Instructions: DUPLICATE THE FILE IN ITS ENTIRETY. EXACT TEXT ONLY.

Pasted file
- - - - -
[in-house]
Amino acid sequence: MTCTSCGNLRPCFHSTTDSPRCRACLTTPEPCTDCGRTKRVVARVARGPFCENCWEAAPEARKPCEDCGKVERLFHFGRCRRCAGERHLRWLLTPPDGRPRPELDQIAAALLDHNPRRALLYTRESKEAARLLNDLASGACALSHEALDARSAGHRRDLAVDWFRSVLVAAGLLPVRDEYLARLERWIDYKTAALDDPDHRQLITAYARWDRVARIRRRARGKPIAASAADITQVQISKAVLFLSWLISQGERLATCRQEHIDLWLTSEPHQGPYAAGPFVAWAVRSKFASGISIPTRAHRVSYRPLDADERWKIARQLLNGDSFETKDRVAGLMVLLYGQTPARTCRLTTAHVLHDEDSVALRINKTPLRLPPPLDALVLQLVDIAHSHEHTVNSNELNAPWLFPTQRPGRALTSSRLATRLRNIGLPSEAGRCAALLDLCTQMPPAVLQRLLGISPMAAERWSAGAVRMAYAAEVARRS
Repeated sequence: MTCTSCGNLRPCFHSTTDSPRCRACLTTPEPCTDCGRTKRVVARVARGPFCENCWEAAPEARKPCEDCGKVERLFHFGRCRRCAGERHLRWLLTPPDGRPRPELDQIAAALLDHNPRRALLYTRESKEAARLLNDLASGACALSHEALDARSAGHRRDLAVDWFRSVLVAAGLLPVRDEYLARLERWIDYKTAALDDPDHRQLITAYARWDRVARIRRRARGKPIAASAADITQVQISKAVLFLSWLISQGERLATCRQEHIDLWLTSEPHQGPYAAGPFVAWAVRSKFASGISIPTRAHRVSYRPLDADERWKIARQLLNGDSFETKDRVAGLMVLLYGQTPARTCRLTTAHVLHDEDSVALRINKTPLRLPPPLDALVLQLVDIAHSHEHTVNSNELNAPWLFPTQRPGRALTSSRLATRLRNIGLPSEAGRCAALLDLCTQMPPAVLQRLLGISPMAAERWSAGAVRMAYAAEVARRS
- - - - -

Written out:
[in-house]
Amino acid sequence: MTCTSCGNLRPCFHSTTDSPRCRACLTTPEPCTDCGRTKRVVARVARGPFCENCWEAAPEARKPCEDCGKVERLFHFGRCRRCAGERHLRWLLTPPDGRPRPELDQIAAALLDHNPRRALLYTRESKEAARLLNDLASGACALSHEALDARSAGHRRDLAVDWFRSVLVAAGLLPVRDEYLARLERWIDYKTAALDDPDHRQLITAYARWDRVARIRRRARGKPIAASAADITQVQISKAVLFLSWLISQGERLATCRQEHIDLWLTSEPHQGPYAAGPFVAWAVRSKFASGISIPTRAHRVSYRPLDADERWKIARQLLNGDSFETKDRVAGLMVLLYGQTPARTCRLTTAHVLHDEDSVALRINKTPLRLPPPLDALVLQLVDIAHSHEHTVNSNELNAPWLFPTQRPGRALTSSRLATRLRNIGLPSEAGRCAALLDLCTQMPPAVLQRLLGISPMAAERWSAGAVRMAYAAEVARRS
Repeated sequence: MTCTSCGNLRPCFHSTTDSPRCRACLTTPEPCTDCGRTKRVVARVARGPFCENCWEAAPEARKPCEDCGKVERLFHFGRCRRCAGERHLRWLLTPPDGRPRPELDQIAAALLDHNPRRALLYTRESKEAARLLNDLASGACALSHEALDARSAGHRRDLAVDWFRSVLVAAGLLPVRDEYLARLERWIDYKTAALDDPDHRQLITAYARWDRVARIRRRARGKPIAASAADITQVQISKAVLFLSWLISQGERLATCRQEHIDLWLTSEPHQGPYAAGPFVAWAVRSKFASGISIPTRAHRVSYRPLDADERWKIARQLLNGDSFETKDRVAGLMVLLYGQTPARTCRLTTAHVLHDEDSVALRINKTPLRLPPPLDALVLQLVDIAHSHEHTVNSNELNAPWLFPTQRPGRALTSSRLATRLRNIGLPSEAGRCAALLDLCTQMPPAVLQRLLGISPMAAERWSAGAVRMAYAAEVARRS